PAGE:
Oil prices extended their slump after data showed the biggest weekly U.S. crude surplus on record, the latest sign of the hurdles facing traders banking on higher prices.
The supply data prompted investors to reduce expectations that two years of oversupply in the oil markets is coming to an end. U.S. prices immediately shed nearly $1 a barrel and losses spread into gasoline and diesel futures.
U.S. crude futures fell $1.33, or 2.9%, to $45.34 a barrel on the New York Mercantile Exchange. Brent, the global benchmark, fell $1.28 a barrel, or 2.7%, to $46.86 a barrel on ICE Futures Europe. Both posted their seventh loss in eight sessions and lowest settlement since Sept. 27.
“You could easily make the argument it’s the most bearish report of all time,” said Bob Yawger, director of the futures division of Mizuho Securities USA. “There’s nothing to support the market.”
The U.S. Energy Information Administration said crude-oil stockpiles rose by 14.4 million barrels in the week ended Oct. 28–the largest weekly increase in 34 years of data collected by the EIA. Analysts polled by The Wall Street Journal expected a more modest increase of 1 million barrels.
U.S. oil has now fallen 12% in just two weeks since hitting a one-year high on Oct. 19. It is the latest in a series of sharp retreats to hit the market this year every time prices hit around $50 a barrel.
Many traders consider that a ceiling because supplies are still so strong, coming from both cost-cutting shale-oil drillers in the U.S. and national oil companies abroad fighting for customers. Traders are skeptical about plans from global exporters to cut production. Russian data released Wednesday showed a new post-Soviet era output record, and U.S. government data showed weekly imports climbed to a four-year high.
Oil’s sharp fall in recent weeks marks the return of some of the volatility that had characterized the market earlier this summer. Even as equity markets have largely stabilized since March, commodities and currencies have usually kept up their wild swings. This is oil’s third retreat from $50 toward $40 within five months, a shift often characterized by moves larger than 10% within just a few weeks.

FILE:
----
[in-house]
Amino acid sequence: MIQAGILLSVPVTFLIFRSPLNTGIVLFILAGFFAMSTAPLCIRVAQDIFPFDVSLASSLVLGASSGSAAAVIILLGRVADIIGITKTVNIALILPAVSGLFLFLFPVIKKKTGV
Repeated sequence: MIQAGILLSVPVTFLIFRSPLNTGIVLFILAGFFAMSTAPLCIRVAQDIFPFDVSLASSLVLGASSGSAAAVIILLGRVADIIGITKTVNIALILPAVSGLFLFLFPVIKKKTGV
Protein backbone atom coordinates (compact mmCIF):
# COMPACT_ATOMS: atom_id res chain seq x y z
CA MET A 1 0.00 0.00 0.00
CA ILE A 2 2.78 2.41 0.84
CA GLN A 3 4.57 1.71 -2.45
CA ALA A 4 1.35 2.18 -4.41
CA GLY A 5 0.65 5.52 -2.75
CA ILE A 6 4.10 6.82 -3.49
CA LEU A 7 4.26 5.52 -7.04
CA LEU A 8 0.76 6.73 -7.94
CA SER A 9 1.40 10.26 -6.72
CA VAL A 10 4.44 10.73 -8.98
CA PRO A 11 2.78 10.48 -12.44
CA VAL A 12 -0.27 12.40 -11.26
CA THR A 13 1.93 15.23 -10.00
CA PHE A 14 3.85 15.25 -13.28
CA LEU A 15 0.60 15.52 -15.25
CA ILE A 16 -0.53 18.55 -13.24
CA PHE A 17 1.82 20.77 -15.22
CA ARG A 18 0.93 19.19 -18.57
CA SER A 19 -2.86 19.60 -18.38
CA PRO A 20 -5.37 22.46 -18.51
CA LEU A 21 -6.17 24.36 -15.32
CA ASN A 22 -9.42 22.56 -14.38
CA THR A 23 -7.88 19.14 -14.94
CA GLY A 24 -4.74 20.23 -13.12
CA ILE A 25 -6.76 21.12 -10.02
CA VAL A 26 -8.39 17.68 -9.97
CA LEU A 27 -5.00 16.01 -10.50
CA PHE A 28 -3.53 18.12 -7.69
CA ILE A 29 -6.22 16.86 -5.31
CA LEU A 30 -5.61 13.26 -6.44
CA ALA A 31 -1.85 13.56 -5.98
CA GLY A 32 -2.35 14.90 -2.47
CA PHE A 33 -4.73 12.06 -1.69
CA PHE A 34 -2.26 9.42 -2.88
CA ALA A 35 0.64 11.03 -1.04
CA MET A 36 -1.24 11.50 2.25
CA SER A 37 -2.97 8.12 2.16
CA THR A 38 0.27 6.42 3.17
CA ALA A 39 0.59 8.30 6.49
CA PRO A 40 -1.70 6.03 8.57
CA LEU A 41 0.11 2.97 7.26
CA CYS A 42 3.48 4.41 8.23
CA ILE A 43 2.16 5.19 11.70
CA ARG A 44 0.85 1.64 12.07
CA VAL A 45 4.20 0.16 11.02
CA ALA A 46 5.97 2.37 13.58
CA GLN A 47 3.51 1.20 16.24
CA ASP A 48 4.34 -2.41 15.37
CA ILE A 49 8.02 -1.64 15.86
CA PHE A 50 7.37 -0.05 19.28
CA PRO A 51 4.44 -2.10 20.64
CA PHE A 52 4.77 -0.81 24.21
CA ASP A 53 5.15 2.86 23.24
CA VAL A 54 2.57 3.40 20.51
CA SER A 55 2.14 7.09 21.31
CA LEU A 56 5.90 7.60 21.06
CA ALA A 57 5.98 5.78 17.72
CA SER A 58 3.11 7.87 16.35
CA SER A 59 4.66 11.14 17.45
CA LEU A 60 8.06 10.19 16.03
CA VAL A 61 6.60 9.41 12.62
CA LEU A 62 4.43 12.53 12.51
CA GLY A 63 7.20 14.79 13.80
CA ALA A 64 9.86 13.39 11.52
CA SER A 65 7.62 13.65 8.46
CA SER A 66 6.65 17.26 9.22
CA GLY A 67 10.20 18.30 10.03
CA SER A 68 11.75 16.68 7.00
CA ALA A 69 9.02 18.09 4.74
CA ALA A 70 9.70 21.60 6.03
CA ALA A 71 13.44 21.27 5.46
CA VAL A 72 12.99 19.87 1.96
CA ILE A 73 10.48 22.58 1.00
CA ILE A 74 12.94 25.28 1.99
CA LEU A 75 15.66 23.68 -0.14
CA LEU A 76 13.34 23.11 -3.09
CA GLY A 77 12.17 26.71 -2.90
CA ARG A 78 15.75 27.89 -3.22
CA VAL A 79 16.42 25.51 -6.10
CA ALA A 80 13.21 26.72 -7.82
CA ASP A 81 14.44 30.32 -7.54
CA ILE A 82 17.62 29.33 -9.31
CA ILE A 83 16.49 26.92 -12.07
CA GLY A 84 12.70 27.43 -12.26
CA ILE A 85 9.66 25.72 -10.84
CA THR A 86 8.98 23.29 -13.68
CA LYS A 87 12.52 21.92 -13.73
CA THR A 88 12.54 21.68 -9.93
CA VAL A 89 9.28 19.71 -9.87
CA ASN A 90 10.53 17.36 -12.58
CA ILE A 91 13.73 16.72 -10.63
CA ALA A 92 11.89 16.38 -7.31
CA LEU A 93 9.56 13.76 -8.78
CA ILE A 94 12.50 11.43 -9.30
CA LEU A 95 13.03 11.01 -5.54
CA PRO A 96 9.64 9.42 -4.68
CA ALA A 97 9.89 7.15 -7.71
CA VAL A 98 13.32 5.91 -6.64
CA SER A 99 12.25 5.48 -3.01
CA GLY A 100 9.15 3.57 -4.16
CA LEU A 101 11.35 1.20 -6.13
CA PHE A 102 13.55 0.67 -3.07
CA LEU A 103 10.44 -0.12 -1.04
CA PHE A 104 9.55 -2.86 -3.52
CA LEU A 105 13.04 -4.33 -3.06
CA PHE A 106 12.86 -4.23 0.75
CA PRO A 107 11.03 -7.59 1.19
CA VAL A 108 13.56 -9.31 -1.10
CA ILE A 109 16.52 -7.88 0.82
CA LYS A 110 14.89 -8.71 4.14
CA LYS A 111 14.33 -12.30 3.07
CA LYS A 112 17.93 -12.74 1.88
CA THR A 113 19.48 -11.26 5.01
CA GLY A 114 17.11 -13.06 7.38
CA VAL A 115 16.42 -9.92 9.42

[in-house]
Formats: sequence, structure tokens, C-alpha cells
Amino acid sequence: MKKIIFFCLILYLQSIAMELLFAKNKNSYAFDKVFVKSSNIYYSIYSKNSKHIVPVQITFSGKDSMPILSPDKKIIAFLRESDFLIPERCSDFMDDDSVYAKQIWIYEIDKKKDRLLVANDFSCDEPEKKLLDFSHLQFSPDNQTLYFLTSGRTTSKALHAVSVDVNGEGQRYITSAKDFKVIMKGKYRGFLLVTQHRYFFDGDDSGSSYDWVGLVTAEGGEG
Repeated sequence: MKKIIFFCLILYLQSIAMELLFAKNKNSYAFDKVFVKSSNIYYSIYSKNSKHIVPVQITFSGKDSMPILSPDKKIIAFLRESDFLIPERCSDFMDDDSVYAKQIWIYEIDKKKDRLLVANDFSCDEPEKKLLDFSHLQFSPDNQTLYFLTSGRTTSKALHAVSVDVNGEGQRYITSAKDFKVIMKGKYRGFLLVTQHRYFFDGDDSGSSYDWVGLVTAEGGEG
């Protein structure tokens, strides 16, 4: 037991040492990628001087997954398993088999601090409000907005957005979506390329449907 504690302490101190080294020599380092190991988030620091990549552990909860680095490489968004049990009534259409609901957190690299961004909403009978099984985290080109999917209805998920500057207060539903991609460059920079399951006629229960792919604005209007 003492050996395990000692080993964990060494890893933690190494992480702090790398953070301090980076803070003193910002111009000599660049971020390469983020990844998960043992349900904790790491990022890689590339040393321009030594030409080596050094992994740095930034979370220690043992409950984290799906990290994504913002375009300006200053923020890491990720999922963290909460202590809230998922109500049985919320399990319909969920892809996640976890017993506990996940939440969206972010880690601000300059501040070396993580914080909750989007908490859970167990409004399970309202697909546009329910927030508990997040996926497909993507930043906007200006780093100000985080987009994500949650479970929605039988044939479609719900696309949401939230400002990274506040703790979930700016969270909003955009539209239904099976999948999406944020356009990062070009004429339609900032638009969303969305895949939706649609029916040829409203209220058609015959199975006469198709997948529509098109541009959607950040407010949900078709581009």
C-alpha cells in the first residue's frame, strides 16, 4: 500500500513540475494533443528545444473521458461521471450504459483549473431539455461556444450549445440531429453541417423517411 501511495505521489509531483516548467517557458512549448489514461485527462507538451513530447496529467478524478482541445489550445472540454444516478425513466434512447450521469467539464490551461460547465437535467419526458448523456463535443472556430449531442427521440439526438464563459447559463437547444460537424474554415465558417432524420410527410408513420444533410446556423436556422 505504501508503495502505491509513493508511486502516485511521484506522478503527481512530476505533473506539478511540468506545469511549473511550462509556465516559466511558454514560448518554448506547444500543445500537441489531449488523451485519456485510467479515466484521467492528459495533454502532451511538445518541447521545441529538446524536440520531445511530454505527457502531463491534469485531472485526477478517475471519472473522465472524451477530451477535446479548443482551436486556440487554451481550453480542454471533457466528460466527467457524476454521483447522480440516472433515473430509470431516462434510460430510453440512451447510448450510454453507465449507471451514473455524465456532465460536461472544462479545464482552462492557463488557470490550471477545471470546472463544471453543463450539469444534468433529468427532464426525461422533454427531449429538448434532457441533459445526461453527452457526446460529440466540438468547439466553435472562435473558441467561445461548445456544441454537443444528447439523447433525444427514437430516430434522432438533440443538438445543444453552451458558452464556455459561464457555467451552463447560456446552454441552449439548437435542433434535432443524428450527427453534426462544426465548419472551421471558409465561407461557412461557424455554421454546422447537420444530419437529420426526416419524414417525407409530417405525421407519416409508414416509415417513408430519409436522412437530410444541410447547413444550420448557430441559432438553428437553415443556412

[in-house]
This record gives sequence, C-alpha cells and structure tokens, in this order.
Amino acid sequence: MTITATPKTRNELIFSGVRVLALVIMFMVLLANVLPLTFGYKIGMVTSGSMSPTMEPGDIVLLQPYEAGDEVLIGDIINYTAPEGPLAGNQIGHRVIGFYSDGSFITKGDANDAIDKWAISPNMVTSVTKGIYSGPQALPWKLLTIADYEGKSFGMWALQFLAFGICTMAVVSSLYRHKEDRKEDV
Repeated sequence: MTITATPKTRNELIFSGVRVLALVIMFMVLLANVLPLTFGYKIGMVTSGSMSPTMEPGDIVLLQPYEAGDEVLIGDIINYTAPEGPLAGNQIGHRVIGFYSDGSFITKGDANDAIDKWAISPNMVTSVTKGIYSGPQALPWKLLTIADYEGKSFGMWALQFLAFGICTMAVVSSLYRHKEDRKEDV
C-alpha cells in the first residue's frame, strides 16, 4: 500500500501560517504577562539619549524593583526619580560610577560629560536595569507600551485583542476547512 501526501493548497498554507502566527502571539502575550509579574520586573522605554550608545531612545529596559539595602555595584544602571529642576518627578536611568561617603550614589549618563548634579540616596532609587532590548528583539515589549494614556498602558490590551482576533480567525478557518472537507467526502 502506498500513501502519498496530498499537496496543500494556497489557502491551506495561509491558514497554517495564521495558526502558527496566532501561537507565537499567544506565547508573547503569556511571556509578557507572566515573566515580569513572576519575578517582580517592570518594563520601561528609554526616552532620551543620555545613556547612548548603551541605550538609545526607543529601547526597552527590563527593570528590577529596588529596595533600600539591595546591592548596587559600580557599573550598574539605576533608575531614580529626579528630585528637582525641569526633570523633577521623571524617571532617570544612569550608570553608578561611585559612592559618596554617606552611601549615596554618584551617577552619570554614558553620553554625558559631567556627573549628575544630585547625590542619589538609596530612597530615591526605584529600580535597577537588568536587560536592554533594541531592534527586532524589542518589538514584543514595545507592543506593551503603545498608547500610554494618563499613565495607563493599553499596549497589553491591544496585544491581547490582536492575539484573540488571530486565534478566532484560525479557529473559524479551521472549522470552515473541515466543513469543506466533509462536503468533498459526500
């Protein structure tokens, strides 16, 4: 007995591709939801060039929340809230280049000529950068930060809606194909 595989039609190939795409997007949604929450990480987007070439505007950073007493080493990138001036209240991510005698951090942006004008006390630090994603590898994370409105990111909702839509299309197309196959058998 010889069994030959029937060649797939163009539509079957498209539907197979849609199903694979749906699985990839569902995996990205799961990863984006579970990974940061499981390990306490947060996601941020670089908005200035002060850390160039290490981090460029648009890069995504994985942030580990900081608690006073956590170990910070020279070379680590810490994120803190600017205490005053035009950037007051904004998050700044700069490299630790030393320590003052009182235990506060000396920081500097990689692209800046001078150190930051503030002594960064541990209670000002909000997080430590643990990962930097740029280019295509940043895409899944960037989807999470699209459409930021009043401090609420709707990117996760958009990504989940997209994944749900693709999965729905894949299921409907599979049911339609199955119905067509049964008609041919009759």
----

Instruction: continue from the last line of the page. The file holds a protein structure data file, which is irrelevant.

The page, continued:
Many other markets had become placid as traders became focused on very few events, and grew certain of both a rate increase coming only in December and the strong likelihood of Hillary Clinton beating Donald Trump in the U.S. presidential election, said Alain Bokobza, head of global asset allocation at Société Générale SA in Paris. But one thing those beliefs did do is spur a dollar rally throughout October, which heaps more volatility on oil markets that are traditionally volatile.
A rising dollar makes dollar-denominated commodities like oil more expensive for traders who are based in countries using other currencies, and those commodities often fall as the dollar rises. That often-strong connection went dormant for several months, but appeared to pick up in mid-October when the dollar kept rising and a month-long rally in oil began to reverse.
Oil was also highly influenced by the Organization of the Petroleum Exporting Countries, which had said in late September it would consider an agreement on output cuts later that year. That made oil one of the few assets impacted by two of the biggest events to captivate the markets, OPEC deal-making and rate decisions coming from the fed.
“The volatility (in oil) never goes away. It can be high or higher,” Mr. Bokobza said.
Even bullish traders had been skeptical of OPEC, but many were also pointing to other signs that the oil market had fundamentally changed regardless of what OPEC did.
Before last week, U.S. stockpiles had drained seven out of the eight prior weeks, and other major storage hubs showed signs they were falling from record highs, too. It had many bullish traders convinced oversupply may have already ended, extending oil’s rally.
Last week’s record storage addition puts U.S. crude stockpiles now back nearly at the levels they were before that string of drawdowns, about 480 million barrels, according to the EIA. That, combined with continued bickeringfrom OPEC members and uncertainty over the presidential election has caused Gresham Investment Management LLC to sell bullish oil positions this week.
“The two elements of what lifted prices up are now in question,” said Jonathan Berland,managing director at the firm, which manages about $7.8 billion and specializes in commodities.
Gasoline futures lost 3.62 cents, or 2.4%, to $1.4479, a one-month low. Diesel futures lost 5.04 cents, or 3.3%, to $1.4665 a gallon, also a one-month low.